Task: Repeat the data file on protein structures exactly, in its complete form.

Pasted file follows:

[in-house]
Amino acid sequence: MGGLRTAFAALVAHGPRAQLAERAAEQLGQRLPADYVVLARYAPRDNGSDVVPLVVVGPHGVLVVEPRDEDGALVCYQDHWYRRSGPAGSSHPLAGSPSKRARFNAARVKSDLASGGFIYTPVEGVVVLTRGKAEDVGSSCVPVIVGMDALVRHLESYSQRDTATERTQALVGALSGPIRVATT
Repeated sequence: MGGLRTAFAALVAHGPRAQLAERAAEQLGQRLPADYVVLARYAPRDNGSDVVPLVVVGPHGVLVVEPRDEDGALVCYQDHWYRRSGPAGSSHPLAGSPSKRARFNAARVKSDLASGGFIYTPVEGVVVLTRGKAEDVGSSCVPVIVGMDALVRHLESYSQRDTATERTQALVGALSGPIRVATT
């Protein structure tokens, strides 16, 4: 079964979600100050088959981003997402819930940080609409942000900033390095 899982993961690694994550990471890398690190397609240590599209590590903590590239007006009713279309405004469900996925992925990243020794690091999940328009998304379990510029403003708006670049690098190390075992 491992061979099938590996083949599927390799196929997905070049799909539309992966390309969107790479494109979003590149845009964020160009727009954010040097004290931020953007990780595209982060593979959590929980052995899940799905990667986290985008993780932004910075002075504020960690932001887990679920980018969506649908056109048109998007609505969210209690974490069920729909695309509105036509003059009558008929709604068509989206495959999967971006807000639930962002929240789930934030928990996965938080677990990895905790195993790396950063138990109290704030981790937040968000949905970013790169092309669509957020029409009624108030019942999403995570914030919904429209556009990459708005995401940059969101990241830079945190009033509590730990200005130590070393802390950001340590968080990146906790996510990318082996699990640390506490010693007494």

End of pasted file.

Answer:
[in-house]
Amino acid sequence: MGGLRTAFAALVAHGPRAQLAERAAEQLGQRLPADYVVLARYAPRDNGSDVVPLVVVGPHGVLVVEPRDEDGALVCYQDHWYRRSGPAGSSHPLAGSPSKRARFNAARVKSDLASGGFIYTPVEGVVVLTRGKAEDVGSSCVPVIVGMDALVRHLESYSQRDTATERTQALVGALSGPIRVATT
Repeated sequence: MGGLRTAFAALVAHGPRAQLAERAAEQLGQRLPADYVVLARYAPRDNGSDVVPLVVVGPHGVLVVEPRDEDGALVCYQDHWYRRSGPAGSSHPLAGSPSKRARFNAARVKSDLASGGFIYTPVEGVVVLTRGKAEDVGSSCVPVIVGMDALVRHLESYSQRDTATERTQALVGALSGPIRVATT
């Protein structure tokens, strides 16, 4: 079964979600100050088959981003997402819930940080609409942000900033390095 899982993961690694994550990471890398690190397609240590599209590590903590590239007006009713279309405004469900996925992925990243020794690091999940328009998304379990510029403003708006670049690098190390075992 491992061979099938590996083949599927390799196929997905070049799909539309992966390309969107790479494109979003590149845009964020160009727009954010040097004290931020953007990780595209982060593979959590929980052995899940799905990667986290985008993780932004910075002075504020960690932001887990679920980018969506649908056109048109998007609505969210209690974490069920729909695309509105036509003059009558008929709604068509989206495959999967971006807000639930962002929240789930934030928990996965938080677990990895905790195993790396950063138990109290704030981790937040968000949905970013790169092309669509957020029409009624108030019942999403995570914030919904429209556009990459708005995401940059969101990241830079945190009033509590730990200005130590070393802390950001340590968080990146906790996510990318082996699990640390506490010693007494």